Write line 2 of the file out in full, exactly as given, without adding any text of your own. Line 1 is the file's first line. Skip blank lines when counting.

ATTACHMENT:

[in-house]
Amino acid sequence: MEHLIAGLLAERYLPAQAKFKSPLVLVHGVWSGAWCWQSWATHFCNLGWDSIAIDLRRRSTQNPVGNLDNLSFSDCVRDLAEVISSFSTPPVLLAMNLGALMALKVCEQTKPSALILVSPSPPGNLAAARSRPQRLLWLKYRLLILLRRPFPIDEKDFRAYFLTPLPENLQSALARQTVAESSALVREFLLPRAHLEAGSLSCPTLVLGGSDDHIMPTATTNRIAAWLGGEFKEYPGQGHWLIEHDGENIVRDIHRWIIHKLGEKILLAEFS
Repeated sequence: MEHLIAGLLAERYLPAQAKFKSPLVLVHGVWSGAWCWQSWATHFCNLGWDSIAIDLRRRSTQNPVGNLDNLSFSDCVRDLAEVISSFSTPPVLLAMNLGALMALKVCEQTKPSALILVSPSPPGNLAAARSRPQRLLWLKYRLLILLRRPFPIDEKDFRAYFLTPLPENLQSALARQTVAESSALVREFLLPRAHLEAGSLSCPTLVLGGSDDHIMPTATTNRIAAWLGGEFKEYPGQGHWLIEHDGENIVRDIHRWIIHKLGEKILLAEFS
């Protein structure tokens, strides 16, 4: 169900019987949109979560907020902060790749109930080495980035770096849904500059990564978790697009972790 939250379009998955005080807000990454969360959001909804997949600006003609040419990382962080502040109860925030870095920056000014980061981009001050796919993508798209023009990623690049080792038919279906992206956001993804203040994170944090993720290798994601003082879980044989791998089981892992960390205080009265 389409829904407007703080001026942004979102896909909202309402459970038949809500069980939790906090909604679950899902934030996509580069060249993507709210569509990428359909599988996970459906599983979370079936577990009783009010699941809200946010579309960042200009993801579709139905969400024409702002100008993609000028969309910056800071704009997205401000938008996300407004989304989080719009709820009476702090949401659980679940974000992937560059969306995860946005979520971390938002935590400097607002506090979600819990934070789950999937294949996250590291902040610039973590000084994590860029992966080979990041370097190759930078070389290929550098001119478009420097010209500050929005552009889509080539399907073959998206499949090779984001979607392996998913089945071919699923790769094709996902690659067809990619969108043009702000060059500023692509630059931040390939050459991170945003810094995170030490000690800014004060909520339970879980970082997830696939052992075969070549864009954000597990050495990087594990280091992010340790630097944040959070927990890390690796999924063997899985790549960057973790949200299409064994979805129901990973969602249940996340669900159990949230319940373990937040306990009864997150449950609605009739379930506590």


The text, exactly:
Amino acid sequence: MEHLIAGLLAERYLPAQAKFKSPLVLVHGVWSGAWCWQSWATHFCNLGWDSIAIDLRRRSTQNPVGNLDNLSFSDCVRDLAEVISSFSTPPVLLAMNLGALMALKVCEQTKPSALILVSPSPPGNLAAARSRPQRLLWLKYRLLILLRRPFPIDEKDFRAYFLTPLPENLQSALARQTVAESSALVREFLLPRAHLEAGSLSCPTLVLGGSDDHIMPTATTNRIAAWLGGEFKEYPGQGHWLIEHDGENIVRDIHRWIIHKLGEKILLAEFS